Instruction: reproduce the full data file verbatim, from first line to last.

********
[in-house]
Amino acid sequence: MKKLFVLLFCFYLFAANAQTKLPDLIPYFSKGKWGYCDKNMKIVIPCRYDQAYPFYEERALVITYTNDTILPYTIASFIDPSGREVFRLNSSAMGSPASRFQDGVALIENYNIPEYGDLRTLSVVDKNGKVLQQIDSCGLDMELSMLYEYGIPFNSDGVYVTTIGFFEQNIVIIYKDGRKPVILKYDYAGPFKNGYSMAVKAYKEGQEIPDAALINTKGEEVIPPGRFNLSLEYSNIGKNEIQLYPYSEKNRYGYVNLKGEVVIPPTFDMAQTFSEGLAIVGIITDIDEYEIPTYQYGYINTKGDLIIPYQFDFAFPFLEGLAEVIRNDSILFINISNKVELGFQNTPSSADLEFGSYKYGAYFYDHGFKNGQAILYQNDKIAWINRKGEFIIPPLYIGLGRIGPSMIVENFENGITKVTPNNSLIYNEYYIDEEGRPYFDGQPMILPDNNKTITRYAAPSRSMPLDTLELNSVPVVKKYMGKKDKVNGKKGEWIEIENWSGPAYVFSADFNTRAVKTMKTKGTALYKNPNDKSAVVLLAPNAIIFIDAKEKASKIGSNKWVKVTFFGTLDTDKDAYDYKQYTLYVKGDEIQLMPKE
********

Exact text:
[in-house]
Amino acid sequence: MKKLFVLLFCFYLFAANAQTKLPDLIPYFSKGKWGYCDKNMKIVIPCRYDQAYPFYEERALVITYTNDTILPYTIASFIDPSGREVFRLNSSAMGSPASRFQDGVALIENYNIPEYGDLRTLSVVDKNGKVLQQIDSCGLDMELSMLYEYGIPFNSDGVYVTTIGFFEQNIVIIYKDGRKPVILKYDYAGPFKNGYSMAVKAYKEGQEIPDAALINTKGEEVIPPGRFNLSLEYSNIGKNEIQLYPYSEKNRYGYVNLKGEVVIPPTFDMAQTFSEGLAIVGIITDIDEYEIPTYQYGYINTKGDLIIPYQFDFAFPFLEGLAEVIRNDSILFINISNKVELGFQNTPSSADLEFGSYKYGAYFYDHGFKNGQAILYQNDKIAWINRKGEFIIPPLYIGLGRIGPSMIVENFENGITKVTPNNSLIYNEYYIDEEGRPYFDGQPMILPDNNKTITRYAAPSRSMPLDTLELNSVPVVKKYMGKKDKVNGKKGEWIEIENWSGPAYVFSADFNTRAVKTMKTKGTALYKNPNDKSAVVLLAPNAIIFIDAKEKASKIGSNKWVKVTFFGTLDTDKDAYDYKQYTLYVKGDEIQLMPKE